Hindsight for 2020
Let me begin by saying as an English teacher how disappointed I am with the Oxford Dictionary folks who failed to come up with a ‘Word of the Year’ for 2020. That’s right, a single word writing assignment. And they’ve had a whole year to work on it.
If 20 years of teaching English has taught me anything about writing assignments it’s that if you want 1,000 words you’d better assign 1,500. You want 500 — demand not a syllable less than 800. Clearly the one word assignment was doomed from the beginning.
Of course those Oxford folks did not come to class without their highfalutin excuses: “As our ‘Word of the Year’ process started and this data was opened up, it quickly became apparent that 2020 is not a year that could neatly be accommodated in one single ‘Word of the Year’”. Yada, Yada, Yada. And the dog ate their homework.
To put things in perspective however readers might be duly reminded that it was the Oxford folks who actually named an emoji word of the year back in 2015. Apparently the emoji “Face with Tears of Joy” was deemed to best capture the “ethos, moods and preoccupations of 2015”. I don’t know about you, but I’m having trouble picturing a bunch of very proper academics emerging from the halls of academia proudly holding up a smiley face. So maybe our collective expectations might have been curbed from the beginning. (By-the-way “Omnishambles” made the cut in 2012 for the United Kingdom. The term referred to something not just in shambles but “something which is completely and continuously shambolic” which might have also worked for this year, but apparently redo’s are a no-no.)
Granted it was a tough year. So let me say I’m mildly sympathetic for our linguist friends. Finding a solitary word to encapsulate a year that was plagued with a global pandemic might not seem like a fair assignment. But then again let’s not forget that these folks have at least 273,000 words at their fingertips. (And of course that whole year I mentioned earlier.)
The Merriam Webster folks, I just learned, went for plain old “Pandemic”. But I think a fair case could be made that stating the enormously obvious is no real feat of linguistic artistry. Maybe like choosing “Depression” for the 1930’s or “War” for the 1942, we’re not really moving the needle of public understanding with words like these. Yes, in the words of Captain Obvious “The problem at this point is that there is a problem.”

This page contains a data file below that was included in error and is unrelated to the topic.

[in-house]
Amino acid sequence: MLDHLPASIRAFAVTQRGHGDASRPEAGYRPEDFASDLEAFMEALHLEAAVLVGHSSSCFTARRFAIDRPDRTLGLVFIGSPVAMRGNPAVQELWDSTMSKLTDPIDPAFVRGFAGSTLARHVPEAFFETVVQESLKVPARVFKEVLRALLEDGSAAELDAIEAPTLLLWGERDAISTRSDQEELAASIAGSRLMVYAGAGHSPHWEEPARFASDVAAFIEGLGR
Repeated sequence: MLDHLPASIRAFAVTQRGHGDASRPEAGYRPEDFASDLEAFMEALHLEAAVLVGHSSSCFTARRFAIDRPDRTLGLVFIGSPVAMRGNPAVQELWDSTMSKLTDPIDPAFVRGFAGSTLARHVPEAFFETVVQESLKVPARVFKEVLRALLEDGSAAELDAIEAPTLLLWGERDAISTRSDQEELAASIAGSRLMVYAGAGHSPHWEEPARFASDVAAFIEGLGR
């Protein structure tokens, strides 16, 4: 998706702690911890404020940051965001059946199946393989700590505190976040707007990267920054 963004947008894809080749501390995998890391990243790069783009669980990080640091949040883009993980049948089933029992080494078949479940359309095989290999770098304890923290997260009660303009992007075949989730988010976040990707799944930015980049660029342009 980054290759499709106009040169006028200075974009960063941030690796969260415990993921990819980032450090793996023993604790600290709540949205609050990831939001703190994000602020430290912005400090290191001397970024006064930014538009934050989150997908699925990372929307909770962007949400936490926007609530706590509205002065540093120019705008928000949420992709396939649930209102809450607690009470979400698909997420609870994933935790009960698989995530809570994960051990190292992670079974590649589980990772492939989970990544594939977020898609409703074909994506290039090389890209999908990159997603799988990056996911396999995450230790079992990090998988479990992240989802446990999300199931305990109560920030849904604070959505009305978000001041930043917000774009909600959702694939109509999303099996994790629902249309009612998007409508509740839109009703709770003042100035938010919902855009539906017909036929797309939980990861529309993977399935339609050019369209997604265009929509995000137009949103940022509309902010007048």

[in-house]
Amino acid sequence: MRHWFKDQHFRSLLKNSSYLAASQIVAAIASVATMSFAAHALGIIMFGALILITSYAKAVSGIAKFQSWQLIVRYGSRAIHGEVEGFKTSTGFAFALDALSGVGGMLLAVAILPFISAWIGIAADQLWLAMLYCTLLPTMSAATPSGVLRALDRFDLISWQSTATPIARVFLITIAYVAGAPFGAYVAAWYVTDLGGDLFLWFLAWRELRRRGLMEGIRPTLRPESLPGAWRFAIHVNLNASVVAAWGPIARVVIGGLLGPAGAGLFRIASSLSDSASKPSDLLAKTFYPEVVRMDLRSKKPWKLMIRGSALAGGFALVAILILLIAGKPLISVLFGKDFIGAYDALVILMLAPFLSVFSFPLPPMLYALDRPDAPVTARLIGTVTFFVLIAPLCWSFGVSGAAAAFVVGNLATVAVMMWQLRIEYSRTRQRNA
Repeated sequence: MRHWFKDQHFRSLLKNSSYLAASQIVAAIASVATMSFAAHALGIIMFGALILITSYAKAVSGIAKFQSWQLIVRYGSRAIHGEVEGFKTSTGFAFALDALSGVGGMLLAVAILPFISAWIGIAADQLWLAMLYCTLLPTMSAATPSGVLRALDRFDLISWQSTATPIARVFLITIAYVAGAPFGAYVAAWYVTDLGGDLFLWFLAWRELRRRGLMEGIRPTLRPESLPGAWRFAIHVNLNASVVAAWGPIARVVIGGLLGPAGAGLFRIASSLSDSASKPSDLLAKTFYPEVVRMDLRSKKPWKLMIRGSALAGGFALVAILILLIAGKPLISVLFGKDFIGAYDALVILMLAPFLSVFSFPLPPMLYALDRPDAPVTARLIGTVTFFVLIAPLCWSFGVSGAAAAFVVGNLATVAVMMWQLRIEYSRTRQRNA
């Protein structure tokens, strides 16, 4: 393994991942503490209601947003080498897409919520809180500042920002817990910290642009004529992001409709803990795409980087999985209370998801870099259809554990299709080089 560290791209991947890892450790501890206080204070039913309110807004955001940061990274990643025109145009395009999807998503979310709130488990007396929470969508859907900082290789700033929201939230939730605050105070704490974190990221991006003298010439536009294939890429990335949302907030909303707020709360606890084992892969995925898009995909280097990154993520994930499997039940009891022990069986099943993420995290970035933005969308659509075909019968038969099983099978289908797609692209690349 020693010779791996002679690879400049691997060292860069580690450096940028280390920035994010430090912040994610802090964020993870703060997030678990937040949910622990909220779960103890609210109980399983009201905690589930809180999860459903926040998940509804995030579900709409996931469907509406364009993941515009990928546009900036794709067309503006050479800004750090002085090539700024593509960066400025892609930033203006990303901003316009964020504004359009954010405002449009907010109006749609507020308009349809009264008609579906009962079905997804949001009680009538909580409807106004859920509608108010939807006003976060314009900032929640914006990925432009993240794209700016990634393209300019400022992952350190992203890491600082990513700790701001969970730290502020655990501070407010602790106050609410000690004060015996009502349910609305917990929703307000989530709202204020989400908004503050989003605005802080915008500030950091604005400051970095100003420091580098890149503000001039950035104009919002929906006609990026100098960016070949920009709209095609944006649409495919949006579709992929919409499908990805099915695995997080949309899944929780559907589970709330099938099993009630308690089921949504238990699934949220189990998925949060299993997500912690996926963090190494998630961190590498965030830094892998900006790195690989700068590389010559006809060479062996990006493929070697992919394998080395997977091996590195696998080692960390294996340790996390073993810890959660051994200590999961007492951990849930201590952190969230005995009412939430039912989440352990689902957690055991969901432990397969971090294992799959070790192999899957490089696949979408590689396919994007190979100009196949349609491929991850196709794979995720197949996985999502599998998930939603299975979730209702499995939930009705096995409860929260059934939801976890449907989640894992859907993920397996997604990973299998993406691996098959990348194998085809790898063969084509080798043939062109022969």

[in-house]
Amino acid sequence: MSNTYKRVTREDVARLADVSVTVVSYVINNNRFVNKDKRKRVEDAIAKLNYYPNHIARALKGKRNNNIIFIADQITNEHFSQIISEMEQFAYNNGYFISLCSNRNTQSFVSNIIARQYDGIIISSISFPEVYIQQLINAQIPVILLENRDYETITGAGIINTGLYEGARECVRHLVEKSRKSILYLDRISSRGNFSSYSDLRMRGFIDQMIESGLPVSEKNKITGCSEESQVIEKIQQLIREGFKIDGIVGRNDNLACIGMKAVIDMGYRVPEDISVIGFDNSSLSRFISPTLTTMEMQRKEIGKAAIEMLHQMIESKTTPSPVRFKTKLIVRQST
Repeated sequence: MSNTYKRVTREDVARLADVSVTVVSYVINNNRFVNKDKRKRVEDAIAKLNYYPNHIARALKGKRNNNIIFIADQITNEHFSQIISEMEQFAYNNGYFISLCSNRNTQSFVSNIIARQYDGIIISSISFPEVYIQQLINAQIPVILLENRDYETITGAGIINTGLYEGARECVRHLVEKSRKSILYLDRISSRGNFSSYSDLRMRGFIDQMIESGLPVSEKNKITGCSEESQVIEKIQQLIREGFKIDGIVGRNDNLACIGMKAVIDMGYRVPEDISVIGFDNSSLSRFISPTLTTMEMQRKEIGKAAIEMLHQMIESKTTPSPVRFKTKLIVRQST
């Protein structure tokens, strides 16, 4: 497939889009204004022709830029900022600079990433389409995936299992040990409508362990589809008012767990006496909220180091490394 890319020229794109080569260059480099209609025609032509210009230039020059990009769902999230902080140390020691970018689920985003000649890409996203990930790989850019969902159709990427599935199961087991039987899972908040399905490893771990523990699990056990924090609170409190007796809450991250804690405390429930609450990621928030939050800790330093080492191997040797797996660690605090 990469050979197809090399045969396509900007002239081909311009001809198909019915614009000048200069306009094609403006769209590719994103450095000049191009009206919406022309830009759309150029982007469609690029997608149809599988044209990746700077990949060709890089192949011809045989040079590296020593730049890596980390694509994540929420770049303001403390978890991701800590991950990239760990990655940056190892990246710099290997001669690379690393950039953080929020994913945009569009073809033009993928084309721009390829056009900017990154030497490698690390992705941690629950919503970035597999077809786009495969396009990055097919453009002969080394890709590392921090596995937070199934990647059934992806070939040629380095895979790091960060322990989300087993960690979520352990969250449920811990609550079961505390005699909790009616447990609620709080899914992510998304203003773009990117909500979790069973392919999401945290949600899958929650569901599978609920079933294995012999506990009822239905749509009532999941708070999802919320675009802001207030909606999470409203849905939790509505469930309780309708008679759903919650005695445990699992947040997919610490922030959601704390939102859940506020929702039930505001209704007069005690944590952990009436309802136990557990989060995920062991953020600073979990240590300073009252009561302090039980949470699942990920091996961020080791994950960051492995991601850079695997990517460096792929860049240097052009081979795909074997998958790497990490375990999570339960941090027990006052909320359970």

At one point I was leaning heavily toward either Isolation! or Unprecedented! until I started interviewing my seniors who were knee-deep reading George Orwell’s 1984. It was a loaded question. The book, you might recall, is a rather bleak picture of the future and I was fully expecting to hear a chorus of voices all shouting “Dystopia!”. (Nightmarish, Broken, Out-of-control — this word was one-stop shopping it seemed to me.) Like those Oxford folks I too was over thinking things. “Awful!”, “Terrible!”, “Lousy!”, “Stinky!” I heard (and many more I don’t think I’m allowed to print here). Leave it to high school seniors to identify the problem: forget ‘Word for the Year’- what 2020 really needed was an Adjective for the Year! Maybe even Superlative of the Year! Worstest! Most Ever Stinkiest! And in the spirit of George Orwell: DoublePlusBad!
Finishing the homework for those Oxford folks was beginning to be a cathartic exercise.
One possibly that was beginning to dawn on me was that maybe the word for 2020 doesn’t even exist in the English language. Maybe, just maybe ‘Word of the Year 2020’ should have been an international effort! Maybe there’s extenuating circumstances for those derelict dictionarians after all.
And if this is the case I do think it’s the Finnish who may have the solution. (Leave it to northerners plagued with winter-long darkness to give us the vocabulary we’re looking for.) “Kaamos” apparently refers to “feelings of depression and lack of enthusiasm in addition to a pretty poor social life”. That the Finnish would even have such a word pre-Pandemic raises some troubling questions about life there in Finland. But I think we could certainly put this on the short list. “Jaksaa” similarly means “A severe absence of enthusiasm to do something. When you just don’t have enough strength, will power to do something or can’t be bothered” which I think also pretty nicely sums up our collective national mood. (And would certainly have sold t-shirts in 2020.) I have no Finnish friends to confirm this, but I will guess the word is one you might yell from your apartment balcony in the same spirit of “Stelllllaaaa!” famously uttered by Stanley Kowalski in “A Streetcar Named Desire”.
I’ve even heard a strong case for “Good Riddance”. Yes, I know- we’re cheating with two words. But before anyone dismisses the suggestion, I’ll remind readers that this little 2-word combination is actually a Shakespearean-popularized expression which I think really ought to impress the Brits.(And one I fully intend to loudly pronounce as I march my old calendar over to the wood stove.)
At the end of the day, however, I think I’m going to go with “Resiliency”. Even our tongue-tied Brits would have to acknowledge the sentiment. I recently learned that the word comes from an old Latin term loosely meaning “the act of rebounding”. Let’s raise a glass to our collective come-back in 2021.